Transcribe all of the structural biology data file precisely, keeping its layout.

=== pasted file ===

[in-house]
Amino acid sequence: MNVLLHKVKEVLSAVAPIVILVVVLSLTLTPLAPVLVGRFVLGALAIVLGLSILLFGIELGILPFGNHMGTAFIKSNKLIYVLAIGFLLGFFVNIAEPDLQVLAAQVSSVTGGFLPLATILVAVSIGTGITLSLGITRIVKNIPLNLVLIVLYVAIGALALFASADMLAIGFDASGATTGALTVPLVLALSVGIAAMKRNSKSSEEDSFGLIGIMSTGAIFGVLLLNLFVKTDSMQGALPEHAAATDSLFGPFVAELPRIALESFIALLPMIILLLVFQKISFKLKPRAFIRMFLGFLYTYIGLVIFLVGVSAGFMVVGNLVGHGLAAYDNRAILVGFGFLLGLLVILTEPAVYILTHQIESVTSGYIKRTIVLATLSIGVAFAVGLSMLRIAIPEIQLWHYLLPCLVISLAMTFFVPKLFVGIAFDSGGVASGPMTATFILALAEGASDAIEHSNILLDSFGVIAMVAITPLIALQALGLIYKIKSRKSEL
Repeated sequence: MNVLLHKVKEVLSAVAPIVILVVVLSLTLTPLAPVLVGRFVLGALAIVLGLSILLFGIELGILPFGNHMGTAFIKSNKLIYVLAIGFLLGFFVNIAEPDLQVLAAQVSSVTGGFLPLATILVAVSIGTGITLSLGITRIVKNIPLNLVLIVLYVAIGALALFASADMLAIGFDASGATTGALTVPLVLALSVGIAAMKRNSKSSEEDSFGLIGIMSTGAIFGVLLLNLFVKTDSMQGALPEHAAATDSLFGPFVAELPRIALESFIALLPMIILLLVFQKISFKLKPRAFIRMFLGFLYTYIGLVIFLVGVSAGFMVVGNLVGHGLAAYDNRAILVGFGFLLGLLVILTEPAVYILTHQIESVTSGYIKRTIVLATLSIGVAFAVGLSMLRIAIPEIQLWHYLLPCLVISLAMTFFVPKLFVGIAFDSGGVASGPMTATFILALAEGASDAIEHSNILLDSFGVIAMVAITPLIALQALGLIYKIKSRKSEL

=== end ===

[in-house]
Amino acid sequence: MNVLLHKVKEVLSAVAPIVILVVVLSLTLTPLAPVLVGRFVLGALAIVLGLSILLFGIELGILPFGNHMGTAFIKSNKLIYVLAIGFLLGFFVNIAEPDLQVLAAQVSSVTGGFLPLATILVAVSIGTGITLSLGITRIVKNIPLNLVLIVLYVAIGALALFASADMLAIGFDASGATTGALTVPLVLALSVGIAAMKRNSKSSEEDSFGLIGIMSTGAIFGVLLLNLFVKTDSMQGALPEHAAATDSLFGPFVAELPRIALESFIALLPMIILLLVFQKISFKLKPRAFIRMFLGFLYTYIGLVIFLVGVSAGFMVVGNLVGHGLAAYDNRAILVGFGFLLGLLVILTEPAVYILTHQIESVTSGYIKRTIVLATLSIGVAFAVGLSMLRIAIPEIQLWHYLLPCLVISLAMTFFVPKLFVGIAFDSGGVASGPMTATFILALAEGASDAIEHSNILLDSFGVIAMVAITPLIALQALGLIYKIKSRKSEL
Repeated sequence: MNVLLHKVKEVLSAVAPIVILVVVLSLTLTPLAPVLVGRFVLGALAIVLGLSILLFGIELGILPFGNHMGTAFIKSNKLIYVLAIGFLLGFFVNIAEPDLQVLAAQVSSVTGGFLPLATILVAVSIGTGITLSLGITRIVKNIPLNLVLIVLYVAIGALALFASADMLAIGFDASGATTGALTVPLVLALSVGIAAMKRNSKSSEEDSFGLIGIMSTGAIFGVLLLNLFVKTDSMQGALPEHAAATDSLFGPFVAELPRIALESFIALLPMIILLLVFQKISFKLKPRAFIRMFLGFLYTYIGLVIFLVGVSAGFMVVGNLVGHGLAAYDNRAILVGFGFLLGLLVILTEPAVYILTHQIESVTSGYIKRTIVLATLSIGVAFAVGLSMLRIAIPEIQLWHYLLPCLVISLAMTFFVPKLFVGIAFDSGGVASGPMTATFILALAEGASDAIEHSNILLDSFGVIAMVAITPLIALQALGLIYKIKSRKSEL